Another problem is that there is quite limited namespace. There are a few global top level domains (like .com and .net) and a 2 letter country code per country. A domain name must be unique within the top level domain name. One could not have two companies with the domain name nikkeibp.co.jp - the network would not know where to send the traffic. In the physical world it is quite easy to have to companies with the same name if they are in different cities or in different businesses. Since the Internet does not have these same types of geographic or category separations things can get quite confusing. Should Apple Records in England get rights to apple.com or should Apple Computer in California? In this case if both companies claimed the name there would be no way to resolve the issue because the two companies are in different legal jurisdictions. It is already getting harder to find short unique names within a particular top level domain and only a very small percentage of the companies in each area are on the Internet at this time.
But the biggest problem with the DNS is that people use it as a directory service. People think they can guess at what the domain name for a company should be. They think that IBM's web site should be at www.ibm.com. Because of this companies want to get meaningful domain names. Which brings us back to the issues of trademark, companies would like to get domain names which are similar to their trademarks, and of the limited address space, too many companies with similar names trying to get the same domain names.
Domain names are treated differently than phone numbers. People assume that phone numbers are not the same as company names and that you have to use a directory to look them up. The Internet names problem would be quite a bit easier if users felt the same way about domain names - one looks up IBM Corporation and gets a list of companies, each with IBM as its name - with a short description of each company, or maybe only its postal address, and the user picks one and then uses the non-meaningful number string as the "name" of the company over the Internet. Note that you could not use the IP Address as this numeric name because it changes too fast, you still need this indirect name function that the DNS provides.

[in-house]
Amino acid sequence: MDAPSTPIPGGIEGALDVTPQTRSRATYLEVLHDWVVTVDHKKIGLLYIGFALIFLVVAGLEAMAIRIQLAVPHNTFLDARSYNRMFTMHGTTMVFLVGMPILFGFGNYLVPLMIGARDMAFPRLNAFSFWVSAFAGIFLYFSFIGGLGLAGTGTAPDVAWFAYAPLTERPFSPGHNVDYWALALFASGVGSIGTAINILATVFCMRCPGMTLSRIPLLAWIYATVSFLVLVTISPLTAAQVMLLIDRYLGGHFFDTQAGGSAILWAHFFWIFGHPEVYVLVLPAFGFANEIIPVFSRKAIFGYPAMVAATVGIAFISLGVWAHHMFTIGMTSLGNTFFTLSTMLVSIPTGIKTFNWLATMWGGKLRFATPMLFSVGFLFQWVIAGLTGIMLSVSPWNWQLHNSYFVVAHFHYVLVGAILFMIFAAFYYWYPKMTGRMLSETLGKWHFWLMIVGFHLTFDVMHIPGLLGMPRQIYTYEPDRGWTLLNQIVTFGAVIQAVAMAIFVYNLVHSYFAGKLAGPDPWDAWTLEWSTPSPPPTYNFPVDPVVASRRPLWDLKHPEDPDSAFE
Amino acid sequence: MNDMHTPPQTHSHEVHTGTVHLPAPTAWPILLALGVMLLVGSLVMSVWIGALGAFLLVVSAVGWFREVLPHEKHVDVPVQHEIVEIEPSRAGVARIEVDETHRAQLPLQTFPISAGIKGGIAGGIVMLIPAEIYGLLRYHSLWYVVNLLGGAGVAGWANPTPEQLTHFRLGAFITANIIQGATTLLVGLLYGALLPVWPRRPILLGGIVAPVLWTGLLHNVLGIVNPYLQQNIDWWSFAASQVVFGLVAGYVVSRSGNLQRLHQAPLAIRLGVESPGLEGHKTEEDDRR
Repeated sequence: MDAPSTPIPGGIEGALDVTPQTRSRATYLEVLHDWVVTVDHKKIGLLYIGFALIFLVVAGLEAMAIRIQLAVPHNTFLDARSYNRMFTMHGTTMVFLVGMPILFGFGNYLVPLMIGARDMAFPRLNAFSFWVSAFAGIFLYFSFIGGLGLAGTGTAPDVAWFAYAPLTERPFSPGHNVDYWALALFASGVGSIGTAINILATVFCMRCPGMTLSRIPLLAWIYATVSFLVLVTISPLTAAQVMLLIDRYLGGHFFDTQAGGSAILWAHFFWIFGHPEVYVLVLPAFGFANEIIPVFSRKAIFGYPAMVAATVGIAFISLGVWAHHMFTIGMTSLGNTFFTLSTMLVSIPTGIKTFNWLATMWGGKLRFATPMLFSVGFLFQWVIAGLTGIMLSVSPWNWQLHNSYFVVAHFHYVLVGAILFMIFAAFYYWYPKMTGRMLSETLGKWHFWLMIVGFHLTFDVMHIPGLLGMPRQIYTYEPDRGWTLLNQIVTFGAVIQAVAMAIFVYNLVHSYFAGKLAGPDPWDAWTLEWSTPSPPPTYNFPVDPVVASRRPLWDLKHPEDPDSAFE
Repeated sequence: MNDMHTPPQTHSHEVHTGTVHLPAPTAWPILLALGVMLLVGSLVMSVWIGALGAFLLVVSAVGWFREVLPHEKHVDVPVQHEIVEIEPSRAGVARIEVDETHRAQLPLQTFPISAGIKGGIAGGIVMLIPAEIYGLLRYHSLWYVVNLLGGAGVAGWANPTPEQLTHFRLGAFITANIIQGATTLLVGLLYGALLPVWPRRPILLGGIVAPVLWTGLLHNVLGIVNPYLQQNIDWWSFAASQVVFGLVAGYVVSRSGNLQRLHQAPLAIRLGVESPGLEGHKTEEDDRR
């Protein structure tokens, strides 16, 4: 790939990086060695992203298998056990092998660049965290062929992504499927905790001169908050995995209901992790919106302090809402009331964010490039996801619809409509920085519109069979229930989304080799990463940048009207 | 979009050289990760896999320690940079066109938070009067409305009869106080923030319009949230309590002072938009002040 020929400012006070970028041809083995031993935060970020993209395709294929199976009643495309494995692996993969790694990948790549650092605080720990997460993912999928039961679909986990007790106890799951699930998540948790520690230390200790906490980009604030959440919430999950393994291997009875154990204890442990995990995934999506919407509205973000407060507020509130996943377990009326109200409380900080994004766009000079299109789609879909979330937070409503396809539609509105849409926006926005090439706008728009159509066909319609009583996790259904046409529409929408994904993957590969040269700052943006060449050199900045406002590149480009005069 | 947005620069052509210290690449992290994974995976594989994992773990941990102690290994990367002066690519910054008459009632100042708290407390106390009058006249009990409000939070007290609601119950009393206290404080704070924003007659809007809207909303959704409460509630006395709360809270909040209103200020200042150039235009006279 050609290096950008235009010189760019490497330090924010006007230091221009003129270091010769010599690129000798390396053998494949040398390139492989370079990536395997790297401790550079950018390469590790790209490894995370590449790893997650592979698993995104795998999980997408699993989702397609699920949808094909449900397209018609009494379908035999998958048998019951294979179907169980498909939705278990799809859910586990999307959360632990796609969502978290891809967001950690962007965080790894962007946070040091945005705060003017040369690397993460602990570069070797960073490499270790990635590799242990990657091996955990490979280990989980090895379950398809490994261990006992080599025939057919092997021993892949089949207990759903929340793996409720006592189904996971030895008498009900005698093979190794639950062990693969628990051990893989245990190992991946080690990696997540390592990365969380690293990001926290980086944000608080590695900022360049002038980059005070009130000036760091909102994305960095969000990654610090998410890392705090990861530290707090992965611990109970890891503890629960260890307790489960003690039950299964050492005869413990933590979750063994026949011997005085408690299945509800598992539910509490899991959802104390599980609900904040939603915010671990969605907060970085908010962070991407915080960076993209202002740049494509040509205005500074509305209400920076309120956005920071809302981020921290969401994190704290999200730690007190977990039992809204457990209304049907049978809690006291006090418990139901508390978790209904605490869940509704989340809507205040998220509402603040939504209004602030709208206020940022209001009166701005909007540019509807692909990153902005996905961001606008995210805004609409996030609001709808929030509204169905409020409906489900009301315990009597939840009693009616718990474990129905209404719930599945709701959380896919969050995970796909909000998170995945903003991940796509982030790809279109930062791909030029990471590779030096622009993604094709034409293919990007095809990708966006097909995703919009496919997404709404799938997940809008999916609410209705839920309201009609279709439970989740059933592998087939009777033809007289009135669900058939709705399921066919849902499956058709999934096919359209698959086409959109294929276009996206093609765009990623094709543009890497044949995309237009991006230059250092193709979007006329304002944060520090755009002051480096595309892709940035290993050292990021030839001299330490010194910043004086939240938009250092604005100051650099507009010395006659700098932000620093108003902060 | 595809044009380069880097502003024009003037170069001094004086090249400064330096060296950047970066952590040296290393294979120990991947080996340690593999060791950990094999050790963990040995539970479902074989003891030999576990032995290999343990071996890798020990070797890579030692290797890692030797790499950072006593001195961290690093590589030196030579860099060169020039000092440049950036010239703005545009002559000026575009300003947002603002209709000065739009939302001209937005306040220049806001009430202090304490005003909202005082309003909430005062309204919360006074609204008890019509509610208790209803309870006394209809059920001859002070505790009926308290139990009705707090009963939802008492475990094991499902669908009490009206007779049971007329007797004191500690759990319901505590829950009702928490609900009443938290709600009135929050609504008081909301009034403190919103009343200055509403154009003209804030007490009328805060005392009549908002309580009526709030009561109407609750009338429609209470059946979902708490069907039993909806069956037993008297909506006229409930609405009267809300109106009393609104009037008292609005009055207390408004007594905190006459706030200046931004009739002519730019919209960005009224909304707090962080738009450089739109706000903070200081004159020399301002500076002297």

But, if you think about it, we know how to do this. Internet search engines could be used to retrieve the indirect name. You could tell the search engine that you were looking for companies that built large computers and had the characters IBM in their name, the engine would then return with a list of possible companies, you would then click on the right one and would be connected to its web page. If this type of real directory were used, then the DNS name could be a random character or number string and no one would care because it was not seen my most people.
This is all well and good but it fails in one area - what do you put on your business card as your email address. As long as you want that email address to have some implied meaning, such as the company name, we are back to where we started - trying to use the DNS as a directory service which it is not good at.
If you find an answer to this problem, please let me know. (hint - X.500 is too complex for most people to use)